Scientists have confirmed two new viruses in Georgia's $75 million crop of sweet Vidalia onions.
Stephen Mullis, virology coordinator for the University of Georgia Extension Service, said he's examined about 3,000 Vidalia samples since October and has identified two previously unknown viruses in the crop: tomato spotted wilt and Iris yellow spot.
Scientists say it may take several growing seasons to determine the full impact of the germ attack. Both viruses are spread by tiny insects, known as thrips that infect plants when they bite into them.
The most common thrips in Georgia are tobacco thrips and western flower thrips. Now there's a third, onion thrips, believed to have come in on Peruvian onions imported during the off-season by Vidalia growers.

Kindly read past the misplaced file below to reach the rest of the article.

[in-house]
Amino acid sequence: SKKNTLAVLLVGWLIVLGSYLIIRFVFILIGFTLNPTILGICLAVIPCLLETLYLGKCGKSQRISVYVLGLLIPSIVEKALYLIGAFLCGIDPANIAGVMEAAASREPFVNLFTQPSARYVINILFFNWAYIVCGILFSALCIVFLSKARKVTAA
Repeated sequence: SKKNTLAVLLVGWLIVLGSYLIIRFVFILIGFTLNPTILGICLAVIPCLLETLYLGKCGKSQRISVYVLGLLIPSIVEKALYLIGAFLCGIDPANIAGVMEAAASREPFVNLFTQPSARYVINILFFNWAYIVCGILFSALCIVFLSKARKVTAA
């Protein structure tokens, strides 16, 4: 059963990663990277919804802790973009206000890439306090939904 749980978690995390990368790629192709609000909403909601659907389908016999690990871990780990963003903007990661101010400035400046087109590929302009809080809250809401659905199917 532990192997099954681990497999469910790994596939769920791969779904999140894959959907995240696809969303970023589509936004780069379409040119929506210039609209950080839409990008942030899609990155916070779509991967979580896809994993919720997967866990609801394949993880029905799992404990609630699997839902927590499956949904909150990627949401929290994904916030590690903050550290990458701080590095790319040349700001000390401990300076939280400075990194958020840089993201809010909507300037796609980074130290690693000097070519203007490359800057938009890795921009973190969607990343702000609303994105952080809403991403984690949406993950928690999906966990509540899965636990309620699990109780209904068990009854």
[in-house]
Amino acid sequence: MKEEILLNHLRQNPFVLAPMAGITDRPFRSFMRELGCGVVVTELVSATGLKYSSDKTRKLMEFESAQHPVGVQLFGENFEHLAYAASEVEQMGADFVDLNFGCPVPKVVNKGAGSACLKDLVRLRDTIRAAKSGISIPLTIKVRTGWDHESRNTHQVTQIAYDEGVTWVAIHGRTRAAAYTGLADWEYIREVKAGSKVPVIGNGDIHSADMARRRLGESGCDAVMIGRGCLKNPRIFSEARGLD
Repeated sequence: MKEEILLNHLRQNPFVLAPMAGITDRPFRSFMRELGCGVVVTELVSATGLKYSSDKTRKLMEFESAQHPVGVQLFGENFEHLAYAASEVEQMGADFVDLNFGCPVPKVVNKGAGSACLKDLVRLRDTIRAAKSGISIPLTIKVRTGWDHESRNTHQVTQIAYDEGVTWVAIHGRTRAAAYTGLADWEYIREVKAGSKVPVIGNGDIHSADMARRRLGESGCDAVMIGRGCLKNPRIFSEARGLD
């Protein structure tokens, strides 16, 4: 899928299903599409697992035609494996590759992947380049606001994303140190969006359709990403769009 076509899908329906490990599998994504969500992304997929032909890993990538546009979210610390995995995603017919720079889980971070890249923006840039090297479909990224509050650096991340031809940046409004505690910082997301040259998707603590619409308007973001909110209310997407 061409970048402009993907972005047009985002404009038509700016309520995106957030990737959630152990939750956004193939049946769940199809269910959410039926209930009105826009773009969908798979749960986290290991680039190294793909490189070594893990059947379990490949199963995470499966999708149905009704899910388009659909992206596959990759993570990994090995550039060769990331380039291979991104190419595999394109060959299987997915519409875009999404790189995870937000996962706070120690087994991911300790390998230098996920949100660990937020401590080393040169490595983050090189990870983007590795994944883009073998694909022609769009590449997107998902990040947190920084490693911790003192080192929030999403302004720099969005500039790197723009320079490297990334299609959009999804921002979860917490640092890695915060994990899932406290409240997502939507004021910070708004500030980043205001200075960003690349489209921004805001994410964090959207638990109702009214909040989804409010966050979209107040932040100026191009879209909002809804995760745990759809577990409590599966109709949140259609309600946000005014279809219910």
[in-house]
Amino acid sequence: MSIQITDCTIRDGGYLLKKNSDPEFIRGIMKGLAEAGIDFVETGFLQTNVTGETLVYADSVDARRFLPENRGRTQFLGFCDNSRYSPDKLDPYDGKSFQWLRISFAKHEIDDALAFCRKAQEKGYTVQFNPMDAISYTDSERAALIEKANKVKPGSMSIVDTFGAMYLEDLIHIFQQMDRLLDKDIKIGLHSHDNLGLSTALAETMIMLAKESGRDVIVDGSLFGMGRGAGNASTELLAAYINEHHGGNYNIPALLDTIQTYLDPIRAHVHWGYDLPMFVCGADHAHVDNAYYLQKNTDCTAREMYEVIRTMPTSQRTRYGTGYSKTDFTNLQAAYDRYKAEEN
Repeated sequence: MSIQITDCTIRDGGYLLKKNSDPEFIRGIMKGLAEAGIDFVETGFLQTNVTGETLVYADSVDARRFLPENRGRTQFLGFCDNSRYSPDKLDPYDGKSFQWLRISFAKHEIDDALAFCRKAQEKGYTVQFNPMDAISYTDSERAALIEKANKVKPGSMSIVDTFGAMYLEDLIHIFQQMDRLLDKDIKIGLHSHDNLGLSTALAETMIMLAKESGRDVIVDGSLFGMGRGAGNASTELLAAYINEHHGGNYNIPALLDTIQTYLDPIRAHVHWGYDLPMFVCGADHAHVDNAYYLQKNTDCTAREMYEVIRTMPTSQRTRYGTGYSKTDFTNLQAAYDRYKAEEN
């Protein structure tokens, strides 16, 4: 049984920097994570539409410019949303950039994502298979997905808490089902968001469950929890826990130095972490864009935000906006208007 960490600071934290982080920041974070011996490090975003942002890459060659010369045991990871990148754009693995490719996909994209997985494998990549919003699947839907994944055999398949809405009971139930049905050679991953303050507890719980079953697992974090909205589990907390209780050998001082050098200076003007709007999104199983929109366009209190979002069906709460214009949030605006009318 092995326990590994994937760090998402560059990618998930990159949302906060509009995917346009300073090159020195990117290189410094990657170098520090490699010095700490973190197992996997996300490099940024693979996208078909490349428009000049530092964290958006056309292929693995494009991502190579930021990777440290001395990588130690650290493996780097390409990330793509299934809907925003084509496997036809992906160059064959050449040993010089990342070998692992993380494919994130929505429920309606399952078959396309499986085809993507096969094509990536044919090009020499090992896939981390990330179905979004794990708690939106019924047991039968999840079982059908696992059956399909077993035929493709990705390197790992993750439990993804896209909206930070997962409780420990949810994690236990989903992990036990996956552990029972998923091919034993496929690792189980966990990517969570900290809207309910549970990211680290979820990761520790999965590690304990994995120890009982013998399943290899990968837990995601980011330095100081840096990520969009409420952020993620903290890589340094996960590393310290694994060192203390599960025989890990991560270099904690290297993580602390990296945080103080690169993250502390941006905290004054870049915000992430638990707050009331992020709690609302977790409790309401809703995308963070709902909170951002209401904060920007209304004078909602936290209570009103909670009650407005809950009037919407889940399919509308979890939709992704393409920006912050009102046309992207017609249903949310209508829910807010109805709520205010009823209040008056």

Plant viruses pose no threat to humans, but they hamper growth and weaken the plants they attack, making them susceptible to other diseases. Diseased onion plants have small yellow lesions on their leaves.
Viewers with disabilities can get assistance accessing this station's FCC Public Inspection File by contacting the station with the information listed below. Questions or concerns relating to the accessibility of the FCC's online public file system should be directed to the FCC at 888-225-5322, 888-835-5322 (TTY), or email@example.com.